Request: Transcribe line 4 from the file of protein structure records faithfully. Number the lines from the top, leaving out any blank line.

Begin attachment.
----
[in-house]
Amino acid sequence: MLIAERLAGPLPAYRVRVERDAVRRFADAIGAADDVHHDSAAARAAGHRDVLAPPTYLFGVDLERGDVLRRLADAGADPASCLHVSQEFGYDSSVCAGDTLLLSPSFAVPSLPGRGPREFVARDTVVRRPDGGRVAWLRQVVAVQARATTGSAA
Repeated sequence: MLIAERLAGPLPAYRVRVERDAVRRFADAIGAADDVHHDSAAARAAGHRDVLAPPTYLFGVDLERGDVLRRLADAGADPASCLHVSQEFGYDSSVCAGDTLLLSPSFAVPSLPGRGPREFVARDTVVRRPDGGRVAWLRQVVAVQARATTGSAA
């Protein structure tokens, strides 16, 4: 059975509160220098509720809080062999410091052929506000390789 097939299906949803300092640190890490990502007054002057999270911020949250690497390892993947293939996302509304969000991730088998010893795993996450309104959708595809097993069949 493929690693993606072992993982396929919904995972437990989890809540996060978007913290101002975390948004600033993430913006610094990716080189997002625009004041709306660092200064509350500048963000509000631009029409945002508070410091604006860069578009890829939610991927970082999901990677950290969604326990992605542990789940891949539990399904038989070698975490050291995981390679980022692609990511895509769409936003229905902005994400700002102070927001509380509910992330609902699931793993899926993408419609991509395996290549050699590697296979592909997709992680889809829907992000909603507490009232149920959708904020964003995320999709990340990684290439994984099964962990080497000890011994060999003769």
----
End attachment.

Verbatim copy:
């Protein structure tokens, strides 16, 4: 059975509160220098509720809080062999410091052929506000390789 097939299906949803300092640190890490990502007054002057999270911020949250690497390892993947293939996302509304969000991730088998010893795993996450309104959708595809097993069949 493929690693993606072992993982396929919904995972437990989890809540996060978007913290101002975390948004600033993430913006610094990716080189997002625009004041709306660092200064509350500048963000509000631009029409945002508070410091604006860069578009890829939610991927970082999901990677950290969604326990992605542990789940891949539990399904038989070698975490050291995981390679980022692609990511895509769409936003229905902005994400700002102070927001509380509910992330609902699931793993899926993408419609991509395996290549050699590697296979592909997709992680889809829907992000909603507490009232149920959708904020964003995320999709990340990684290439994984099964962990080497000890011994060999003769």